CEDAR RAPIDS, Iowa — With snow piles several feet high in the parking lot and a line out the door, hundreds of Iowans wrapped in their winter gear crowded around the entrance to a Cedar Rapids grocery store.
Nearly 900 people packed the store to see Democratic presidential candidate Sen. Elizabeth Warren (D-MA) on Sunday night, accompanied by Netflix’s “QueerEye” star Jonathan Van Ness, who spoke about why he supported Warren with her “she has a plan for that” attitude.
Van Ness said he felt like his presence was just an added bonus to the attraction that Warren offered for the event.
“I was just happy to be here and to be able to support in any way I can,” Van Ness said. “Just getting anyone involved in anything to bring out the vote and make sure that Sen. Warren comes home with the nomination — that’s all I’m here for.”
Dale Todd, District 3 Cedar Rapids city councilman and vice president of development at Hatch Development Group, also spoke at the event after formally endorsing Warren on Sunday morning. Todd said he definitely felt the “star power” that Van Ness brought to Monday’s event.
“She has the rare ability of being able to connect with voters,” said Todd. “She’s passionate, she’s great on her feet — she’s a street fighter. Those are the ingredients I like in my candidates.”
Todd said he’d been to candidate events before, like 2016 Democratic presidential nominee Hillary Clinton’s, but he noted that Monday’s was a “perfect event.”
“Look at the people that are still in line (for a selfie),” Todd said, about 40 minutes after Warren concluded her speech. “That says something about the drawing ability of this candidate. It’s got a fly-by-night anomaly. She’s the real deal — she brings to the table a lot of traits that others don’t have. It’s all about peaking at the right time (…) I believe she’s going to be the one that does it.”
Many attendees were drawn in by Van Ness, including 23-year-old Cedar Rapids resident Trey Wentzien, who said it was a “win-win” for him since Warren is already one of his top two for the Feb. 3 Iowa caucuses.
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“People should be voting, people should be invested in politics,” Wentzien said. “They should recognize the difference it makes in the world, so I think it’s important to get people involved.”
Coe College student Kasi Rupert, 20, said she had seen Warren previously a few times, but she came to Sunday’s event to see her with Van Ness specifically because she’s passionate about LGBTQ rights.
“I’m also personally glad to see that kind of incentive for the LGBTQ community, because I know that there’s a low percentage of LGBTQ people that are registered to vote currently,” Rupert said. “So I really want to see more voter engagement in the community and getting people out to vote, because I think it’s very important to have our voice represented in politics.”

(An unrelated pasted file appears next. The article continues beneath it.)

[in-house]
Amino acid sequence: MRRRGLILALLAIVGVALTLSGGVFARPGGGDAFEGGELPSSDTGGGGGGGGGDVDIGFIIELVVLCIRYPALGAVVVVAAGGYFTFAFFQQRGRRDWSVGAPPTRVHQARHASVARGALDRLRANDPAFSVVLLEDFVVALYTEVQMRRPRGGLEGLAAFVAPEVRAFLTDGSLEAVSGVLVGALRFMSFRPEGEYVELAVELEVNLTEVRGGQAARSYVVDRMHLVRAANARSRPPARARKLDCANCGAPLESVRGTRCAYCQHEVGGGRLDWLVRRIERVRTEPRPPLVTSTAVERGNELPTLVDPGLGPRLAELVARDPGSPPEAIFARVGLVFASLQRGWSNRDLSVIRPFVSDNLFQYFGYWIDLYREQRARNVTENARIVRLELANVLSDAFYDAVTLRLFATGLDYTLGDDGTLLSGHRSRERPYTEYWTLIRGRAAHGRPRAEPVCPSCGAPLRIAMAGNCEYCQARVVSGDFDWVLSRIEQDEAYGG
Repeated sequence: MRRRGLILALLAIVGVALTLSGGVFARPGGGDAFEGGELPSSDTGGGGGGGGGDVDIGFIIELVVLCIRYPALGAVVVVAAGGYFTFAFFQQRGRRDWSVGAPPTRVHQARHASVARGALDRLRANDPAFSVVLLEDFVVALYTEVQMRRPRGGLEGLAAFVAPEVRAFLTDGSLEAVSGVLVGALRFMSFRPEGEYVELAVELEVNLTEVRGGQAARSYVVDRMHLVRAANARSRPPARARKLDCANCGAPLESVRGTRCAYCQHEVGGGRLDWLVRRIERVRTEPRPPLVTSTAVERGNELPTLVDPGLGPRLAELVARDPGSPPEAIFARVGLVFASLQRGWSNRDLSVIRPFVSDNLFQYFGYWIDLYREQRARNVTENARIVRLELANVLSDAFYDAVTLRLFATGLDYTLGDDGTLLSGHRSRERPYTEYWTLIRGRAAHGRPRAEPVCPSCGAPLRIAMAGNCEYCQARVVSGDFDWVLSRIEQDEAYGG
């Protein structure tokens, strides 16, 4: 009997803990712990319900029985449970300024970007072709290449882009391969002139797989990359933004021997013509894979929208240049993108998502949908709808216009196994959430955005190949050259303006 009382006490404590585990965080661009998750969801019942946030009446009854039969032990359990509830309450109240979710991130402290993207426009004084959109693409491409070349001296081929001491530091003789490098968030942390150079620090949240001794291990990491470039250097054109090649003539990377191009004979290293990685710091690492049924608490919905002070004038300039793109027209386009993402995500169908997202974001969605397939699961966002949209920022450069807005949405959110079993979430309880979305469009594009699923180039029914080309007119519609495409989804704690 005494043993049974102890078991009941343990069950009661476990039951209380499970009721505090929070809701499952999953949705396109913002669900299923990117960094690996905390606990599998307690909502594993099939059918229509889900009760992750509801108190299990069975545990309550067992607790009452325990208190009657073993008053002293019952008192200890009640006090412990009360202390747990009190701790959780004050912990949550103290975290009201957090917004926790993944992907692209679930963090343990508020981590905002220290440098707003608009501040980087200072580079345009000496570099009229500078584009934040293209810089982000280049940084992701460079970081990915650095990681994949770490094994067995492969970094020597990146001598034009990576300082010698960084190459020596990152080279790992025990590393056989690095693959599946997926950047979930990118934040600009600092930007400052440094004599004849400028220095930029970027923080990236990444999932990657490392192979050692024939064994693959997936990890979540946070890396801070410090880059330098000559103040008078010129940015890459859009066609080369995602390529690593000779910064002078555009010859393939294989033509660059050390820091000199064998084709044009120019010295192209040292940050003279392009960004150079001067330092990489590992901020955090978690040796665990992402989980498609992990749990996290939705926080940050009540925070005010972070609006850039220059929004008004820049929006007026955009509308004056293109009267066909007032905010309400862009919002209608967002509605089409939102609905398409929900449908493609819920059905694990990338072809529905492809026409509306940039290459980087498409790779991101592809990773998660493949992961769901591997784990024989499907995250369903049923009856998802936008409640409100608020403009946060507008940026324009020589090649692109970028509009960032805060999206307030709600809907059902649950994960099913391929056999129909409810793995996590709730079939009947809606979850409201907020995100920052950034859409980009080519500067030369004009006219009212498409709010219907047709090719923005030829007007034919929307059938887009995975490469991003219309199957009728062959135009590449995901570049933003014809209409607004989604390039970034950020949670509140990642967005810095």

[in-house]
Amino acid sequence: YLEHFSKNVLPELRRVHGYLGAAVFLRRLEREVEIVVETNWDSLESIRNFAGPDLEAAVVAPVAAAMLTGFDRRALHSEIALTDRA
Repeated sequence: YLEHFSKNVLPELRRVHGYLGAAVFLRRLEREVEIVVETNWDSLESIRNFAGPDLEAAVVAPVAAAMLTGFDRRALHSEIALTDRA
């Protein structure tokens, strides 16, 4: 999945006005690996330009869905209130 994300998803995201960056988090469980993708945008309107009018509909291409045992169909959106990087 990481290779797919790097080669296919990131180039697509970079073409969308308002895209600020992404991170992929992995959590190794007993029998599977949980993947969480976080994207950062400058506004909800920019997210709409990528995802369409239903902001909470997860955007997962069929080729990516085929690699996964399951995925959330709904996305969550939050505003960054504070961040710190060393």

Madeline Kelley and Megan Pike, both 19 and Cedar Rapids residents, also attended Warren’s rally and said Van Ness’ attendance was an added bonus.
“I feel like a lot of people, especially with how Warren how does her selfie lines, they’re going to come see them just so that they can meet the celebrity,” Pike said. “It’s nice for the candidates because then they also get a chance to share what is actually important to people who might not otherwise listen.”
The event attracted Iowans of all ages. While 51-year-old Marlys Upah of Tama, Iowa, attended with her college-aged daughter, Molly Owens and Hannah Napier — both 12 years old – also attended, primarily to see Van Ness,
Owens said she’s been somewhat politically active because of her family — as they attended the Women’s March in D.C.
“I’m actually glad I stayed for the entire thing because just Elizabeth Warren seems like a cool person,” Owens said. “To be honest, I didn’t understand all of what she was saying — but she seems confident and like she knows what she’s doing.”
This week, however, Iowans will see much less of Warren as she travels to Washington, D.C., for the President Donald Trump’s impeachment trial. Todd said the main issue that motivates many Cedar Rapids residents to support Warren is singular: beating Trump — and that everything else stems from that.
“I don’t necessarily think (being in D.C.) will negatively impact her, because while she’s not in Iowa for the Iowa caucus, she’s in Washington D.C., doing things that are putting her on the news,” Wentzien said. “It’s not a long time, I don’t think it’s going to affect her too terribly (…) her name will be in the news in other ways.”